In the end I found this outside my area of interest. In the personal story Augustine naively falling madly in love with Mitzi was unconvincing while the account of the putsch and Hitler as a third person limited character seemed to me to be odd too. I also found myself unresponsive to the parts where basically Hughes addresses the reader with his views. It is, then, an uneven book, with some effective parts but not a satisfying whole. ( )
  evening | Jul 5, 2010 |
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Author nameRoleType of authorWork?Status
Hughes, RichardAuthorprimary authorall editionsconfirmed
Mantel, HilaryIntroductionsecondary authorsome editionsconfirmed
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Only the steady creaking of a flight of swans disturbed the silence, labouring low overhead with outstretched necks towards the sea.
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Amazon.com Product Description (ISBN 0940322293, Paperback)

A tale of enormous suspense and growing horror, The Fox in the Attic is the widely acclaimed first part of Richard Hughes's monumental historical fiction, "The Human Predicament." Set in the early 1920s, the book centers on Augustine, a young man from an aristocratic Welsh family who has come of age in the aftermath of World War I. Unjustly suspected of having had a hand in the murder of a young girl, Augustine takes refuge in the remote castle of Bavarian relatives. There his hopeless love for his devout cousin Mitzi blinds him to the hate that will lead to the rise of German fascism. The book reaches a climax with a brilliant description of the Munich putsch and a disturbingly intimate portrait of Adolph Hitler.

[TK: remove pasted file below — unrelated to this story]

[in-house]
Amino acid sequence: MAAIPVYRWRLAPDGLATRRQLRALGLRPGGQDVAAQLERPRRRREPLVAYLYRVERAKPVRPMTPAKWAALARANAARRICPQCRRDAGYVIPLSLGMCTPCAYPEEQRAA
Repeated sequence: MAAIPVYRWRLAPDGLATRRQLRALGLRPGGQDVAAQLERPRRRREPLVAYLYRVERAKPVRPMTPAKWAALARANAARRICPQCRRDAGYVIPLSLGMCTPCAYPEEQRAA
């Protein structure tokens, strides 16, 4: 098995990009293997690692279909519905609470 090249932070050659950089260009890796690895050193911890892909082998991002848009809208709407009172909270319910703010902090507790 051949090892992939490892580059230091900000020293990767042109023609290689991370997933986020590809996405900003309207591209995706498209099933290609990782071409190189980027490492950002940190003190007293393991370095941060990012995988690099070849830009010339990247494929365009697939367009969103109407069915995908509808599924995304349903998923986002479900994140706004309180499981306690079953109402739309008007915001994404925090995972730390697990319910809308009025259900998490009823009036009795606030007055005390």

The Fox in the Attic, like its no less remarkable sequel The Wooden Shepherdess, offers a richly detailed, Tolstoyan overview of the modern world in upheaval. At once a novel of ideas and an exploration of the dark spaces of the heart, it is a book in which the past returns in all its original uncertainty and strangeness.

(retrieved from Amazon Thu, 12 Mar 2015 18:17:53 -0400)

Augustine is a young man from an aristocratic Welsh family, struggling to make sense of the world after the Great War. The enemy may have been defeated, but when he finds himself implicated in the death of a young girl, he is targeted as the enemy within. Fleeing Britain, Augustine seeks refuge & solace in the remote castle of Bavarian relatives.… (more)

(summary from another edition)

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NYRB Classics

2 editions of this book were published by NYRB Classics.

Editions: 0940322293, 159017531X